The False Promise Of Growth Mindset

Jared Cooney Horvath is a globally recognized Science of Learning expert committed to helping teachers, students and parents achieve better outcomes through applied brain and behavioral science.

Mindset Over Matter ...

Unless you’ve been living under a rock for the past ten years -- and if so consider me semi-envious -- you’re likely well versed in the idea of growth mindset versus fixed mindset (a.k.a. Mindset Theory).


In 2006, Stanford University Professor Carol Dweck published one of the most popular and impactful books on this subject. The 277 pages of Mindset have been printed over two million times and translated into more than 20 languages.


If you’ve never read Mindset, the core concept is charmingly simple for educators: if we encourage students to believe they can improve through practice, then they will.


The real sticking power of this premise derives from what researchers call face validity, which basically says that anything that feels like it probably should be true will generally be accepted as such.


In the case of Mindset, our normal experience suggests that the broader conclusions drawn by Dweck should be valid, so we take them at face value. 


People with a fixed mindset frequently don’t bother with practice, and accordingly rarely show improvement. On the other hand, people with a growth mindset are motivated to practice and frequently get better as a result.


But is it really this cut and dry?


Is Mindset Theory really the academic magic-bullet it's generally assumed to be?


In my newest 'From Theory to Practice' video, I examine a meta-research study that aims to answer this very question:


To What Extent and Under Which Circumstances Are Growth Mindsets Important to Academic Achievement? (Victoria Sisk et al, 2018)


Here are some of the questions I tackle in this installment:

  • What is the difference between growth mindset and fixed mindset?

  • What are mindset interventions, and how strongly do they correlate to improved academic performance?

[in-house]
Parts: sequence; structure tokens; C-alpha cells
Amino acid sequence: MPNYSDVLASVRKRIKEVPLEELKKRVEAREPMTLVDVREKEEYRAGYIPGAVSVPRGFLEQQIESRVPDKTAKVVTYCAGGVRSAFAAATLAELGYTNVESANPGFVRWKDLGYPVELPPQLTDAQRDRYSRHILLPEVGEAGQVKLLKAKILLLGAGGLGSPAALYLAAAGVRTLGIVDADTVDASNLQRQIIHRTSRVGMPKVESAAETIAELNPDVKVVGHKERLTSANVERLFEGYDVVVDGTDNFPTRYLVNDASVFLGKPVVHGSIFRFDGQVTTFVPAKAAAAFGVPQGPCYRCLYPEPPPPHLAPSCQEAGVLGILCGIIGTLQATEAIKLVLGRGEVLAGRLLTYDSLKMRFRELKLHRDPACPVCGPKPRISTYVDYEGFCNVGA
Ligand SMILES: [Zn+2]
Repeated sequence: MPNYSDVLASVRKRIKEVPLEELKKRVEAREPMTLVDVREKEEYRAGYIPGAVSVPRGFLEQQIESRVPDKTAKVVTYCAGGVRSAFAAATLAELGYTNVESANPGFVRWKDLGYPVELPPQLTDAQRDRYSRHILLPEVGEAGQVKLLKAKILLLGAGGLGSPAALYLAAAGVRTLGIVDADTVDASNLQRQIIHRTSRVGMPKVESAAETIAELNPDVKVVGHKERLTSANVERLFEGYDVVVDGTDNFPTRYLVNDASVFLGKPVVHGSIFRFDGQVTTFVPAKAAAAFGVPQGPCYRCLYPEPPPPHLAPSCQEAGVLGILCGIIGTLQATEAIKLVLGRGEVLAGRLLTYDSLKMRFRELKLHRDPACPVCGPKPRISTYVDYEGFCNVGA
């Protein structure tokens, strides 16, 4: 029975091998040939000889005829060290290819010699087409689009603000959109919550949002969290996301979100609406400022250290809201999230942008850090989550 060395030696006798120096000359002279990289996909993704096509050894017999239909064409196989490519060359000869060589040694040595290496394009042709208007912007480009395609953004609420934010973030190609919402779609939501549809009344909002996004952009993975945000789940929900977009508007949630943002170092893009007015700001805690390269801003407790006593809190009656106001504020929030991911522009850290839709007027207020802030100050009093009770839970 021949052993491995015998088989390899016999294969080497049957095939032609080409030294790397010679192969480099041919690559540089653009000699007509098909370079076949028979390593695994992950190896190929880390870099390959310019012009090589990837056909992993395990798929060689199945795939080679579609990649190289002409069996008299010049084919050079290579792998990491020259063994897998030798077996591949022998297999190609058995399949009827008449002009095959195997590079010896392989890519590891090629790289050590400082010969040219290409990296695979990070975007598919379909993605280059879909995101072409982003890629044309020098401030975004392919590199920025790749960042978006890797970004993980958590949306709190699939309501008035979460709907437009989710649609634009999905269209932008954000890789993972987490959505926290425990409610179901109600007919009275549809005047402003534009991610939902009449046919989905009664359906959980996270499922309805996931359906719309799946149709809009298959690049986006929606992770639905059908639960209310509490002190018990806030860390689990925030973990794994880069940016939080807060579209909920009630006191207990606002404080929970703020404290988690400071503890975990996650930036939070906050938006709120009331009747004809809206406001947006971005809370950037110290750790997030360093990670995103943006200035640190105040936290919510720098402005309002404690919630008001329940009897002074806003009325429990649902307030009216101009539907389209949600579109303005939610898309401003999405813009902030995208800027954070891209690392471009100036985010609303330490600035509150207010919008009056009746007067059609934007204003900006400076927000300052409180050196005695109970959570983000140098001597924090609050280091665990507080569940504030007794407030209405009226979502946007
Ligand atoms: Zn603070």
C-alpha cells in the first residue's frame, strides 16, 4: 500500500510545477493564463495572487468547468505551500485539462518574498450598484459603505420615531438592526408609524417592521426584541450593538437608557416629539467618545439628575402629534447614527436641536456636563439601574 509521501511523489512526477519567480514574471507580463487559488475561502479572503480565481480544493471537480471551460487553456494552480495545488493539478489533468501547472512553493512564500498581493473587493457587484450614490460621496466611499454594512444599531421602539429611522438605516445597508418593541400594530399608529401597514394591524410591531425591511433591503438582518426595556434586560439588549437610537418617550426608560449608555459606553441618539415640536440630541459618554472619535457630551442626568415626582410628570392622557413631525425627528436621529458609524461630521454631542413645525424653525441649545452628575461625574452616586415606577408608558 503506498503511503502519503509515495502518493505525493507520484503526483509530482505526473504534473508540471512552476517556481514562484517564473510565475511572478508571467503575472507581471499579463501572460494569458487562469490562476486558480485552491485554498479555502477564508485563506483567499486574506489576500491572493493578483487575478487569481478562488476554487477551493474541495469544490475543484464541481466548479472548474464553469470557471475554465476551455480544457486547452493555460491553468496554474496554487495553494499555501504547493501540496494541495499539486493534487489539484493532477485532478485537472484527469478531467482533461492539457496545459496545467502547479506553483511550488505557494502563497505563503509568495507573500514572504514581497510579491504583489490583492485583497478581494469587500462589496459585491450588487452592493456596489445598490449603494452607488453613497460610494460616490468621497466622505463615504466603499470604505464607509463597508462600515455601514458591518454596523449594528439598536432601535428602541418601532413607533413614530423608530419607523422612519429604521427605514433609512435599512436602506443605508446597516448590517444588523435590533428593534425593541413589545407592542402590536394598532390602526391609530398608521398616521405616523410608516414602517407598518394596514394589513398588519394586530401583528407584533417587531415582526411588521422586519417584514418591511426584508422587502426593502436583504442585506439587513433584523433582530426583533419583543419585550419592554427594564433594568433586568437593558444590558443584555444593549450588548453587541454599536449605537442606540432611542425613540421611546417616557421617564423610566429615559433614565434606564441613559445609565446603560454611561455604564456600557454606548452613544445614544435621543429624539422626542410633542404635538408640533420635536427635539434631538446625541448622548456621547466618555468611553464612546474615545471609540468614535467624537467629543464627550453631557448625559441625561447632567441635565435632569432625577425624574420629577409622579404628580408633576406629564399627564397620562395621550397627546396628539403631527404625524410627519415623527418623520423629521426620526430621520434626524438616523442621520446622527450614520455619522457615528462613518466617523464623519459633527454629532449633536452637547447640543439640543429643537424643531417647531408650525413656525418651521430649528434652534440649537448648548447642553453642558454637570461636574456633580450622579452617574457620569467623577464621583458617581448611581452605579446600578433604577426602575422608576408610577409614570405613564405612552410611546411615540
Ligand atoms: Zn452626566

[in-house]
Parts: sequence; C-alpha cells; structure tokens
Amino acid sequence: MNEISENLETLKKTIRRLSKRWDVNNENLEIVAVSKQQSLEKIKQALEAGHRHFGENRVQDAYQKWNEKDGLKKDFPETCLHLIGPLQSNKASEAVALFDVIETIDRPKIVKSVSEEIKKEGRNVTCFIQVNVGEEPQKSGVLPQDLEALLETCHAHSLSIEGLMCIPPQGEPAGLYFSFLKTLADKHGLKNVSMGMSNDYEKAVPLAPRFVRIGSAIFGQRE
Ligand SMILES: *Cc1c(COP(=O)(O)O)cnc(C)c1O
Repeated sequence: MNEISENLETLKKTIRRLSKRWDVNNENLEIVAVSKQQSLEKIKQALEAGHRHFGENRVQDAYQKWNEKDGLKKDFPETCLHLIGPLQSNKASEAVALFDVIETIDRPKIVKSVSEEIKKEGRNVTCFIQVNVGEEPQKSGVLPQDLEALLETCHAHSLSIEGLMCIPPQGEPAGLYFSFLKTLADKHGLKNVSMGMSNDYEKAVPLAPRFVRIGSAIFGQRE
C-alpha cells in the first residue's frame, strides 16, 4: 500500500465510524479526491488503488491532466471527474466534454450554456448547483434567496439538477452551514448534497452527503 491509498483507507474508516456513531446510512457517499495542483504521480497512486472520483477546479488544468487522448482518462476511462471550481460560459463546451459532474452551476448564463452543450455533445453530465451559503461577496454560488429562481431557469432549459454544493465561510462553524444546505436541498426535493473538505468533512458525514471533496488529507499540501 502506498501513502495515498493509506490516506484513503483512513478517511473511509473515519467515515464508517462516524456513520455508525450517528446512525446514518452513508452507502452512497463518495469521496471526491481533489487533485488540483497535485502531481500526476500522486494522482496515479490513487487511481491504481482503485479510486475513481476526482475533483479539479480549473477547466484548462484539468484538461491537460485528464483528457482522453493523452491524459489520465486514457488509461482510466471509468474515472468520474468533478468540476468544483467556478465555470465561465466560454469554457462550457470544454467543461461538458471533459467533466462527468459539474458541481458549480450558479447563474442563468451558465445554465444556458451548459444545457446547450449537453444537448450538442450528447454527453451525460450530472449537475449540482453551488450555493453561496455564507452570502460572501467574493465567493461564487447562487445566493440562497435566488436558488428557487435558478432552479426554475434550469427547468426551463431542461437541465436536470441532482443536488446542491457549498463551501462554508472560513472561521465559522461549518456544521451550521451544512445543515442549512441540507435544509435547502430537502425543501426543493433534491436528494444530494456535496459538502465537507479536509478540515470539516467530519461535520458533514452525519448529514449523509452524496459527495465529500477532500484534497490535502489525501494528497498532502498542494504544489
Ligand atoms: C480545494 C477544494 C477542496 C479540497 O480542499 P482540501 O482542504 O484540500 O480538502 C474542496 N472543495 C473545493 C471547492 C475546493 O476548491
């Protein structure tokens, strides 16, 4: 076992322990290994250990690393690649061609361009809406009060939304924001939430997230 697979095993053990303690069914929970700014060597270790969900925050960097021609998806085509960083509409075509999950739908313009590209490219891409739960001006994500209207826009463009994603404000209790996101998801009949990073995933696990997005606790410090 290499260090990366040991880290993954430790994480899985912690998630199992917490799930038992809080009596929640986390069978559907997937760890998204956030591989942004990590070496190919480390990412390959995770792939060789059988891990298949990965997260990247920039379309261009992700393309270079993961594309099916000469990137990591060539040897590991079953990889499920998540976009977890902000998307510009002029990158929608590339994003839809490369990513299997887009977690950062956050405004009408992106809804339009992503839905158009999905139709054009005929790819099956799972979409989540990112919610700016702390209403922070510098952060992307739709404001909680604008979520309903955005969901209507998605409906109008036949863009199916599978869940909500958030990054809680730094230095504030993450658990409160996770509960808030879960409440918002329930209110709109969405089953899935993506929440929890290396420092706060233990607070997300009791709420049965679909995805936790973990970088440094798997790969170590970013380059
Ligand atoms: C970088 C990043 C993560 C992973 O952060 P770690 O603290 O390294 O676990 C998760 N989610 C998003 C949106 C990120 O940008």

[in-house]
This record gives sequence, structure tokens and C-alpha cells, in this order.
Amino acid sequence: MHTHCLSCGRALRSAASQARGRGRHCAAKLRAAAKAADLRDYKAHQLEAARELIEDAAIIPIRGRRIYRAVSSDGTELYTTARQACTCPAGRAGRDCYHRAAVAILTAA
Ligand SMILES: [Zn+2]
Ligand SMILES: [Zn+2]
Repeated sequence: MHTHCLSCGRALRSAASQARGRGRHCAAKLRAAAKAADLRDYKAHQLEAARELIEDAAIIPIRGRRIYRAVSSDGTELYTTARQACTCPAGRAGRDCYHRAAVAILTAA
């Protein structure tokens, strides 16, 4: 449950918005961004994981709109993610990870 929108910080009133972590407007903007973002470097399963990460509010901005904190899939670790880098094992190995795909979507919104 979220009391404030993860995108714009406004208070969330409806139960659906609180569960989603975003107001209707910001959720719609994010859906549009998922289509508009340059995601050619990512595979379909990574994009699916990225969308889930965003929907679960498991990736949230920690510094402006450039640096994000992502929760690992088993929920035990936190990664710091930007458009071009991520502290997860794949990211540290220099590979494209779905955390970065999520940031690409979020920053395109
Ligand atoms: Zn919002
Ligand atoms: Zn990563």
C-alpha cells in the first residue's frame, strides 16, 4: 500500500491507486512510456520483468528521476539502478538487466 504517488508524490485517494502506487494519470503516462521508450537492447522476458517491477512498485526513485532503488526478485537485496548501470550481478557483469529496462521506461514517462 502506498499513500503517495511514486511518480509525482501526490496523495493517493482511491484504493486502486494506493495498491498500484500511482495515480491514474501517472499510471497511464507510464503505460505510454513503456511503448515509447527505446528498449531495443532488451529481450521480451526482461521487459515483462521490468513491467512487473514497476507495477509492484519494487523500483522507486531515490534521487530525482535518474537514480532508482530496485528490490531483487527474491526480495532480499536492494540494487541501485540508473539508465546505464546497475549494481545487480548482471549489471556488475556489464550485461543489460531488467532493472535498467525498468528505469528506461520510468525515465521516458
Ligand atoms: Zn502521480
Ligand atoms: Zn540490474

• In what ways should Mindset Theory shape the future of education (and in what ways should it not)?

  • What are three practical takeaways for teachers and academic leaders that we can draw from this meta-analysis?

Give it a watch, and let me know what you think in the YT comments section.


And, as always, if you find this video valuable, interesting and/or entertaining, you can support us by liking, sharing and subscribing to our YouTube channel ;)



Video Transcript

Hello everybody, and welcome to this week's From Theory to Practice, where I take a look at the research so you don't have to.


Now, as you may know, I have a new book out called '10 Things Schools Get Wrong (And How We Can Get Them Right)'.


So, for this series of ten videos, I've deliberately selected research papers that align with the different chapters of that book.


In this installment we're looking at Chapter 5, which is entitled Mindset: The Problem With Hype.


The article I've selected that aligns with that chapter is called To What Extent and Under Which Circumstances Are Growth Mindsets Important to Academic Achievement? by Sisk and colleagues.


Now, unless you've been living under a rock for the last decade, you're probably familiar with Mindset Theory …


But just to be safe, Mindset Theory was developed by Stanford researcher Carol Dweck a decade or so back, and she argues that people more-or-less fall into two camps:


The first are called fixed mindset individuals, and these people believe that things like skills, abilities, and talents are inborn; they're genetic; either you have them or you don't.


The second camp are called growth mindset individuals, and these people believe that things like skills, talents, and abilities are earned; that nobody is born any one particular way; and that it's through our own actions, efforts and behaviors that skills and talents are developed ...

Click to view remainder of the transcript ...

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